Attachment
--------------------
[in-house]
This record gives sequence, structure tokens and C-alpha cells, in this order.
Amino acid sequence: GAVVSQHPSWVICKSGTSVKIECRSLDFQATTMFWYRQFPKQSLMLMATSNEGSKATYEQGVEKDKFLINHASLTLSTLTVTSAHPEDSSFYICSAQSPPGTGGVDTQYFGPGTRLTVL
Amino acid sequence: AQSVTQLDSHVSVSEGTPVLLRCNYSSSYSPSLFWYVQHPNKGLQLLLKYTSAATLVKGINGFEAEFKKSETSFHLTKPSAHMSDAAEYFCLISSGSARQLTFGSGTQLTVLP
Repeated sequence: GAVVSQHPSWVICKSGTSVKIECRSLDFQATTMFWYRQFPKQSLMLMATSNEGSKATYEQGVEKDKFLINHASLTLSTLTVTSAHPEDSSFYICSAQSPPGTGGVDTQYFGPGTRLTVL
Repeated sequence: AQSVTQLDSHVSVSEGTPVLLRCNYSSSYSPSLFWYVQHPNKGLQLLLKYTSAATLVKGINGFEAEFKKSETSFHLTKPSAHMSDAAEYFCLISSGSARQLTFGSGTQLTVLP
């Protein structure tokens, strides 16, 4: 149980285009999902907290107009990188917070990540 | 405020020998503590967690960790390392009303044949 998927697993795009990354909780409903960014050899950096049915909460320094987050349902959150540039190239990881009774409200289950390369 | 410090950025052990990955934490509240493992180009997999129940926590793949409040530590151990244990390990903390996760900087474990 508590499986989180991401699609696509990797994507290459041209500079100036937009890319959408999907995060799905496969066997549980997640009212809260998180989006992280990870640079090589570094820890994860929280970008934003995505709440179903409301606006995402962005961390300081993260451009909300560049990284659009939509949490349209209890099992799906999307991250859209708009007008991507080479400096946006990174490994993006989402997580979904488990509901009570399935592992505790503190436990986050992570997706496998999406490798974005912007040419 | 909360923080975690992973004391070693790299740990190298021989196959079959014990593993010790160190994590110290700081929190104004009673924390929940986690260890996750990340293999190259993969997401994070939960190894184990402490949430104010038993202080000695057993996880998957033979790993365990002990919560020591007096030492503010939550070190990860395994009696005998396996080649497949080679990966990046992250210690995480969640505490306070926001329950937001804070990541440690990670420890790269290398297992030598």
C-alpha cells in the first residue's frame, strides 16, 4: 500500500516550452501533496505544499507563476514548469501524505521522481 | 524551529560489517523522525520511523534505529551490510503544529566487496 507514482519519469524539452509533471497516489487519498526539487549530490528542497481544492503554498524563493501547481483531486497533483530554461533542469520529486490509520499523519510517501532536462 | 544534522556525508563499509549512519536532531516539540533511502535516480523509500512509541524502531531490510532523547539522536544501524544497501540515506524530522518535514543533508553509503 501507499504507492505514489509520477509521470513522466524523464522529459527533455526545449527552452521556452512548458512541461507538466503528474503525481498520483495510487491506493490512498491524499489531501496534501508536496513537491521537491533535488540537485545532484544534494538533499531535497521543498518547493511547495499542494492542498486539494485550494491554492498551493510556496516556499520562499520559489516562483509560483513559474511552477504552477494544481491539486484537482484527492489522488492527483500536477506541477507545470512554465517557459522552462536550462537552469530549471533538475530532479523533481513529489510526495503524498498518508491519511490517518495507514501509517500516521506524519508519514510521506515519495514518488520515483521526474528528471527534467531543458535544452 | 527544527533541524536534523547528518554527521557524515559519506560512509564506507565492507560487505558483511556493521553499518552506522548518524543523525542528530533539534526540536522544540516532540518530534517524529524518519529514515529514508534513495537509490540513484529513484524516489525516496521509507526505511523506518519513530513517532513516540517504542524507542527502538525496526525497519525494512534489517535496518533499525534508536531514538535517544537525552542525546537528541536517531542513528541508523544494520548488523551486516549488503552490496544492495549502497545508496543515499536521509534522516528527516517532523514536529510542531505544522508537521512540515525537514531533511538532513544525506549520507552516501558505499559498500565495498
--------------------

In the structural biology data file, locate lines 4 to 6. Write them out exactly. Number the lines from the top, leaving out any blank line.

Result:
Amino acid sequence: AQSVTQLDSHVSVSEGTPVLLRCNYSSSYSPSLFWYVQHPNKGLQLLLKYTSAATLVKGINGFEAEFKKSETSFHLTKPSAHMSDAAEYFCLISSGSARQLTFGSGTQLTVLP
Repeated sequence: GAVVSQHPSWVICKSGTSVKIECRSLDFQATTMFWYRQFPKQSLMLMATSNEGSKATYEQGVEKDKFLINHASLTLSTLTVTSAHPEDSSFYICSAQSPPGTGGVDTQYFGPGTRLTVL
Repeated sequence: AQSVTQLDSHVSVSEGTPVLLRCNYSSSYSPSLFWYVQHPNKGLQLLLKYTSAATLVKGINGFEAEFKKSETSFHLTKPSAHMSDAAEYFCLISSGSARQLTFGSGTQLTVLP